We're going to cut to the chase here. The research behind positive self talk is unequivocal: it works.
That's not to say it can make us feel extremely awkward ‚Ä¶. But the science is there to prove, no matter how far-fetched it sounds, positive self-talk really does work.
What is self talk?
Self-talk is the internal narrative we all have running about ourselves. It refers to our inner dialogue which you may (or may have not) have spent much time giving any attention to.
It can be random, or have purpose. It can be internal or external. And, importantly, it can be positive or negative.
Self-talk undeniably has a huge impact on the way we view ourselves, the world around us and the challenges we face.
Generally, we all have a mixture of positive, negative and neutral self-talk and a little inner critic is not always a bad thing - it can be a good mechanism that motivates us and pushes us towards our goals. However, when the inner critic slips into negative self-talk, problems can arise.
Negative self-talk is any dialogue that limits our ability to believe in our abilities, ourselves - or prevents us from reaching our full potential. It can prevent us from making changes in our lives by shrinking our confidence to do so. It's stressful, it can stunt our success and interestingly - it can have a negative impact on those around us too.
According to PCL, the inner critic is particularly powerful for women. Research provides evidence that women consistently rate their own performance lower than men do.
According to Jantz (2016), our brains are hardwired to remember negative experiences over positive ones, so we recall the times we didn't get something quite right more than the times we do. We then replay these messages in our minds, fuelling negative feelings.
What are positive affirmations?
Affirmations are a type of positive self-talk in the form of positive statements or loaded phrases that can help us to challenge and overcome self-sabotaging and negative thoughts.
Let's unpack the science‚Ä¶
Numerous studies have found that positive self-talk most often results in good performance but negative self-talk will always equate to poor performance.
So, how does this wizardry work?
In really straightforward terms, positive self-talk and positive affirmations hijack the way we process information - to our benefit. Essentially, we're taking advantage of our brain's laziness and turning it into a benefit.
Pretty smart, huh?
The publication Social Cognitive and Affective Neuroscience used MRI to confirm that self-affirmation activates the reward centres in your brain. Simply saying to ourselves I will earn that promotion‚Äù will trigger the same reward centres that respond to other things we enjoy and feel rewarding.
They found that it fires up the neural pathways and makes changes to areas of the brain that make us happy and positive. How does it do this? we hear you ask.
Our brains evolved to make quick, snap decisions over rigorous analytical assessments so our brains are constantly creating shortcuts and that leads to cognitive biases (beliefs we have without justification).
This goes hand in hand with some of the most popular research in the same field:
Wrisberg (1993) found that self-talk can help to improve learning performance, by assisting with the concept of ‚Äòchunking' complex information, which aids recall, and carries out complex tasks with accuracy. .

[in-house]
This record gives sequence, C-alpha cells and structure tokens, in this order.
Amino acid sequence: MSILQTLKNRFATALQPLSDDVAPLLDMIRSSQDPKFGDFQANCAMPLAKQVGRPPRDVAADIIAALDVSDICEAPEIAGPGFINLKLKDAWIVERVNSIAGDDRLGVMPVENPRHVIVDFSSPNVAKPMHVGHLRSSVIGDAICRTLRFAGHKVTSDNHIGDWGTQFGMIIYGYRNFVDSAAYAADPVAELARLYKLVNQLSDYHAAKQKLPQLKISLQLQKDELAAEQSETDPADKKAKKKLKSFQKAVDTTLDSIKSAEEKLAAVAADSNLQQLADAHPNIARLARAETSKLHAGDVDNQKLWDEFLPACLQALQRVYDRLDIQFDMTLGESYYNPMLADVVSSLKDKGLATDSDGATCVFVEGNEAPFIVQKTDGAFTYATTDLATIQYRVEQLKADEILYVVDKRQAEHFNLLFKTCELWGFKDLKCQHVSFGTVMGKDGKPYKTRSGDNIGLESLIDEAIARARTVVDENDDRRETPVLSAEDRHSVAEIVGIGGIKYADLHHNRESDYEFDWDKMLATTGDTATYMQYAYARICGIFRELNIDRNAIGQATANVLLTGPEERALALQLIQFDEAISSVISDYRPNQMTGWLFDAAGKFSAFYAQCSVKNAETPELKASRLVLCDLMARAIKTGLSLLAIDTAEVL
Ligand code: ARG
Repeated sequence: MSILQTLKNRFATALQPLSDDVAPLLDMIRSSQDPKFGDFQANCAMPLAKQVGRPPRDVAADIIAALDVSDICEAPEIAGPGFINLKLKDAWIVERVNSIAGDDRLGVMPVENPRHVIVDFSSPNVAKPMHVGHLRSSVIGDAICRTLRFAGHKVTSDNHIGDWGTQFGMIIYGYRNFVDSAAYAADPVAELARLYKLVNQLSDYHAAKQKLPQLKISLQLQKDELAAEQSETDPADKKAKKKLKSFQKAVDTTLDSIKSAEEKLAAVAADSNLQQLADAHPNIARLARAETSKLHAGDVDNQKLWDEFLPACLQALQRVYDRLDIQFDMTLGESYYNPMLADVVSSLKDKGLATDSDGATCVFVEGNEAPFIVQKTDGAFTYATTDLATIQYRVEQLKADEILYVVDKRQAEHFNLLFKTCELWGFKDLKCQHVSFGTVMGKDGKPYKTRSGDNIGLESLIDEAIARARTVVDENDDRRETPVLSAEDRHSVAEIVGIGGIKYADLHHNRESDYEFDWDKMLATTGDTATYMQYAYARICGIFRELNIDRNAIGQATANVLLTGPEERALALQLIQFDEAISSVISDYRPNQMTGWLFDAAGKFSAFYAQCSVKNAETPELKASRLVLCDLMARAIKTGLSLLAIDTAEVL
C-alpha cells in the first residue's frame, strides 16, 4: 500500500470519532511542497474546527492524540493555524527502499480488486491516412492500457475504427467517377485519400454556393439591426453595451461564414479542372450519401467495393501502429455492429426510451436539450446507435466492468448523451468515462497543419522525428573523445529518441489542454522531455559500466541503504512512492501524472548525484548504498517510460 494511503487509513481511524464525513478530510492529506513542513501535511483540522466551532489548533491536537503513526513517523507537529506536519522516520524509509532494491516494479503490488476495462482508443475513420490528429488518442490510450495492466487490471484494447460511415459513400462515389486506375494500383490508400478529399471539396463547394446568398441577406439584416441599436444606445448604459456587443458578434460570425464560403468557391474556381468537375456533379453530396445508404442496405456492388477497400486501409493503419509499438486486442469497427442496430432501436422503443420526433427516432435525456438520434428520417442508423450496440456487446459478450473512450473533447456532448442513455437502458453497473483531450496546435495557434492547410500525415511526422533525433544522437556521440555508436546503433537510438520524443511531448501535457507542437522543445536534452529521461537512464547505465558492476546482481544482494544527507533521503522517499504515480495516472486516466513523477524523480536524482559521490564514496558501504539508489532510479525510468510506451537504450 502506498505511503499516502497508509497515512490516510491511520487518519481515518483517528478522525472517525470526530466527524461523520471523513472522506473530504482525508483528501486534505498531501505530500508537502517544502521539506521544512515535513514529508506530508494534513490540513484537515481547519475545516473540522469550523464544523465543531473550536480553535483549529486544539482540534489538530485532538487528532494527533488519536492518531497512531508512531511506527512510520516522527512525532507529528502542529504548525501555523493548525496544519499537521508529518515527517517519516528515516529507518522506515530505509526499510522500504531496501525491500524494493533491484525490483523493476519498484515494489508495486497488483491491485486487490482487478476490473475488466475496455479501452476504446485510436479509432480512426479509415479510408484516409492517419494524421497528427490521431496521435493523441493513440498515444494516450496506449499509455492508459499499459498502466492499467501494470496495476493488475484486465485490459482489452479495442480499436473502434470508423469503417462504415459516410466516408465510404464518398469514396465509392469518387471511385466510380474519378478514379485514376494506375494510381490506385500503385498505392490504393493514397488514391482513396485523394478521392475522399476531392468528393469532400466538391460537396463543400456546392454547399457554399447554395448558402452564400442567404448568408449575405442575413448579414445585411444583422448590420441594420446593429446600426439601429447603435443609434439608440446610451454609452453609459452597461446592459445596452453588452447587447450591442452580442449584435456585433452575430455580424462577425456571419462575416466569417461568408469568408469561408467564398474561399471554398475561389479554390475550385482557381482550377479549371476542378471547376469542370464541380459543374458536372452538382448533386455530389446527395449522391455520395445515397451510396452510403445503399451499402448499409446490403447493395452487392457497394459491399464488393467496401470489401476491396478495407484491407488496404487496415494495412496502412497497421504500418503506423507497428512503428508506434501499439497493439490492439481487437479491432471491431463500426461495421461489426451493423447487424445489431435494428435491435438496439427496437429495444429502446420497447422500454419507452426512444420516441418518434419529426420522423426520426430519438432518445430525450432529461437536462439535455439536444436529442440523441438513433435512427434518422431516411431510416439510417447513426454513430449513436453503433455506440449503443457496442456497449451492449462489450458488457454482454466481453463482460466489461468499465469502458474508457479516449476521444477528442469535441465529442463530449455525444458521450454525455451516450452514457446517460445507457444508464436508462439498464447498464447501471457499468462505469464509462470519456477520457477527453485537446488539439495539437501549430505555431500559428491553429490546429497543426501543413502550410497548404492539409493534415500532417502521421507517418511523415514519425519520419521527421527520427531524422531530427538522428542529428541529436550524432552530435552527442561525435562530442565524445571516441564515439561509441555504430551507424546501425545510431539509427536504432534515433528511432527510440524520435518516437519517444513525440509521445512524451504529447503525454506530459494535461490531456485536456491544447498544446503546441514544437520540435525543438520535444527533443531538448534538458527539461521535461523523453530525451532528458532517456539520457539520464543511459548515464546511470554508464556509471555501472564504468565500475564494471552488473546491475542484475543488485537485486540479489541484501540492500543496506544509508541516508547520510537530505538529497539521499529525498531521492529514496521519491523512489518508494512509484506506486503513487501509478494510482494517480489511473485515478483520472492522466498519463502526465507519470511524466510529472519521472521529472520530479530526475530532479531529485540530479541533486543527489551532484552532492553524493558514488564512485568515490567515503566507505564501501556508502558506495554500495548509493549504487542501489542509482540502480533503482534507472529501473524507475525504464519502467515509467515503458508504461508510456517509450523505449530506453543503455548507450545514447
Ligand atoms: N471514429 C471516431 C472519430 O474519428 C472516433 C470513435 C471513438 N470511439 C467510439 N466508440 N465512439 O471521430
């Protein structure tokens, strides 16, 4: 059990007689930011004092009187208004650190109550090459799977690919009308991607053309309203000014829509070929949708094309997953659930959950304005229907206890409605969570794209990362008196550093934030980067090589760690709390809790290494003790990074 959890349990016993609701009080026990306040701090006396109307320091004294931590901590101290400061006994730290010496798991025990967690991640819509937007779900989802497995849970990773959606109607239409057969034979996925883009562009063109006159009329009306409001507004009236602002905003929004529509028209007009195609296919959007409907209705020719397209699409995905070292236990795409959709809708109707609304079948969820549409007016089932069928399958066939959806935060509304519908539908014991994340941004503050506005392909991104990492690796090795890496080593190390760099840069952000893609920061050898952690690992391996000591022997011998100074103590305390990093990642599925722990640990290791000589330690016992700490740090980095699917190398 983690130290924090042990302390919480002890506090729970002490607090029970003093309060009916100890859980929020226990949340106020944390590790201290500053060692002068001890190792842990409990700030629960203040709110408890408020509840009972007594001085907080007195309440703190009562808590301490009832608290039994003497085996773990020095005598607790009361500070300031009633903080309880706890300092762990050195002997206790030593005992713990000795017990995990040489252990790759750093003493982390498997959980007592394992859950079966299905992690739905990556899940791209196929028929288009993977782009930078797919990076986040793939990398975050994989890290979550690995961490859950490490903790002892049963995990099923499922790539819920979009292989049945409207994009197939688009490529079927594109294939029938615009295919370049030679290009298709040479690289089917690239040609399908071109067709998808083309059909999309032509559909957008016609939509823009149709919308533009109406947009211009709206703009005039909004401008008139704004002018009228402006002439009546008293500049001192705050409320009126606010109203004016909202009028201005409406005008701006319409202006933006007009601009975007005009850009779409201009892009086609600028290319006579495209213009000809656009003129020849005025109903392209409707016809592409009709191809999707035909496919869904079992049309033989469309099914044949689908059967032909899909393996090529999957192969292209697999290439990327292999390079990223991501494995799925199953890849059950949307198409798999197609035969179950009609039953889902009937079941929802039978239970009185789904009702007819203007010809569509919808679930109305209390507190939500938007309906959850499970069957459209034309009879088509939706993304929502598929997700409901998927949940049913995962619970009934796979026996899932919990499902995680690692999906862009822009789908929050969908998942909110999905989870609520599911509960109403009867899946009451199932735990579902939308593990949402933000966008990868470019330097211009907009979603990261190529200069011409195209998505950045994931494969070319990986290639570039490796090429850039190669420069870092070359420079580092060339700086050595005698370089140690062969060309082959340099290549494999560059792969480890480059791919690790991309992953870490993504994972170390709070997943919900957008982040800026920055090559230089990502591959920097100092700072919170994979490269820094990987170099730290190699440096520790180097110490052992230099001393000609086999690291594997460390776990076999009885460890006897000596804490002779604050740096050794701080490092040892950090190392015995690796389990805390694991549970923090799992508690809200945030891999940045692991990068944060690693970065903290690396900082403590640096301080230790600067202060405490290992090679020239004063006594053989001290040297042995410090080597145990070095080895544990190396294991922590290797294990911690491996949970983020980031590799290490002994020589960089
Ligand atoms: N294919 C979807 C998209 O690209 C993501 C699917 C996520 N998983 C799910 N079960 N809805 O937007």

Conroy and Metzler (2004) explored the ways self-talk impacts cognitive anxiety in sports performance. They looked at ways athletes spoke to themselves while failing, while succeeding, while wishing for success, and while fearing failure. They found that the athletes experienced higher anxiety when using negative self-talk.
Chopra (2012) found that providing students with effective strategies to turn negative self-talk into positive self-talk enabled them to successfully transform their negative thought processes.
Todd, Oliver, and Harvey (2011) reviewed literature and research surrounding self-talk and unanimously found that positive self-talk interventions are effective in mediating cognitive and behavioural change.
More specifically, there's also research to support positive affirmations
Why should I start?
The science says there's quite literally nothing to lose. Even the most sceptical of us can't argue with the stack of research in favour of positive self-talk.
Whether you're ambitiously chasing a new goal, professionally or personally, or you want to try and stamp out the inner critic, there are only gains to be made in improving the balance of your inner dialogue.
According to Aronson (1969) it allows us to view different aspects of ourselves as being positive and can adapt to different situations much better.
Yes, it might feel super awkward at first. We are not going to deny that. But with all the research pointing to long term benefits, it's worth persisting with (and hopefully creating a habit - see previous Vyou article on continuous improvement and habit stacking).
It's private - nobody can actually hear you unless, of course, you choose to vocalise it.
It encourages self-reflection - we are BIG fans of self-reflection here at Vyou (check out our post on four reasons to make time for self-reflection in the workplace).
How do I start?
Be specific - the best affirmations are clear, specific and goal-oriented.
For positive affirmations, simply pick a phrase and repeat it to yourself. Try and make it a daily habit - try habit stacking (where you attach the habit to an existing daily one) if you struggle.
Don't expect too much, but be consistent. It's very normal to have a range of self-talk - critical, positive and neutral. In fact, we need the balance. So just aim to tweak one thought a day and work from there.
Take time to self-reflect. Check in with yourself and see if you notice any changes to how you perceive yourself, the world around you and the challenges you face.